SAN FRANCISCO -- The hits are finally starting to fall for Jed Lowrie. After a remarkable run of tough luck, the switch-hitting A's shortstop has multiple hits in a career-high five consecutive games.
Lowrie, a career .259 hitter who had a .290 average last season, was stuck at .217 on July 4. More advanced metrics suggest he deserves better: Lowrie's 23.7 percent line-drive rate is his best since his rookie year.
"Literally everything is exactly the same, except the hits weren't falling," Lowrie said before Wednesday's game, in which he went 2-for-4 with an RBI. "It still is a head-scratcher."
In 2013, Lowrie finished with 15 home runs and 75 RBIs while regularly occupying the Nos. 2 and 3 spots in the A's lineup. Lately, though, he has dropped down to sixth and seventh.
While the lack of results has been maddening at times, Lowrie has taken solace in sabermetrics.
"I'm looking at my average, and I'm looking at all the indicators," Lowrie said. "My line-drive rate was better than it was last year, my well-hit percentage is 19th in the league. It is nice to have that, but at the same time, because you're getting judged on average, you still want those balls to fall."
"We've talked about him being the guy that's hit into some tough luck, and I think some of the more sabermetric numbers would suggest that," said manager Bob Melvin on Tuesday. "Hopefully this is a sign of some better things to come for him."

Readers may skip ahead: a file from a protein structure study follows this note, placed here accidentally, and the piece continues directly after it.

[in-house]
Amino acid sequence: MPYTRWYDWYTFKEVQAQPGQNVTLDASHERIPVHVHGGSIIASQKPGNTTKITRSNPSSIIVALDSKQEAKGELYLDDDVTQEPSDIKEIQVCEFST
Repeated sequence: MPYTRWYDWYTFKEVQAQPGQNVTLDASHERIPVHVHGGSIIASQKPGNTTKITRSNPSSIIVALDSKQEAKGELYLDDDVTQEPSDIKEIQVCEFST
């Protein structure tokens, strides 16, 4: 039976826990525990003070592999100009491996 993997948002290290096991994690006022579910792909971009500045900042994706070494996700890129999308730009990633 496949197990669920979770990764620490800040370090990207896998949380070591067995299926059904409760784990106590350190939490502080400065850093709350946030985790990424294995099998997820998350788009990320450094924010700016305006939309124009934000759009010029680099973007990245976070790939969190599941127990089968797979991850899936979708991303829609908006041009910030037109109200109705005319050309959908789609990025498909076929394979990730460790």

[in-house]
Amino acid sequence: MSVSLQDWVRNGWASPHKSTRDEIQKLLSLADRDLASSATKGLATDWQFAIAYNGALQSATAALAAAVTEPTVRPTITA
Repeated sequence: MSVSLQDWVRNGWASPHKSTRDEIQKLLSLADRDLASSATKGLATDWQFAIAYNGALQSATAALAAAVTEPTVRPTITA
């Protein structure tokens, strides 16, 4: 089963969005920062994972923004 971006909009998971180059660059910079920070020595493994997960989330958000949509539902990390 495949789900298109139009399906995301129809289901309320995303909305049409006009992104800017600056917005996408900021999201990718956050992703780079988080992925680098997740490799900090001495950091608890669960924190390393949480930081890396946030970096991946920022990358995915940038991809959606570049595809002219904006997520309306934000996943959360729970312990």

Lowrie said he feels no better or worse now than he has all season, despite raising his average 17 points to .234 over a span of five games. While some players like to think the baseball gods eventually show their mercy, Lowrie knows it doesn't always work that way.
"I think that's just what players have always told themselves," he said. "Maybe they do work out over a career, but I think I have a few more coming if they're going to even out this year."
• Catcher Derek Norris got the start behind the plate Wednesday night against Giants right-hander Matt Cain. Melvin plans to give lefty hitter John Jaso the start vs. Tim Hudson on Thursday afternoon.
• First baseman Kyle Blanks (left calf strain) is able to hit and throw, but running remains an issue for him. "He still hasn't gotten over that hurdle yet," said Melvin, "where it's pretty sore to jog, let alone run."
Aaron Leibowitz is an associate reporter for MLB.com. This story was not subject to the approval of Major League Baseball or its clubs.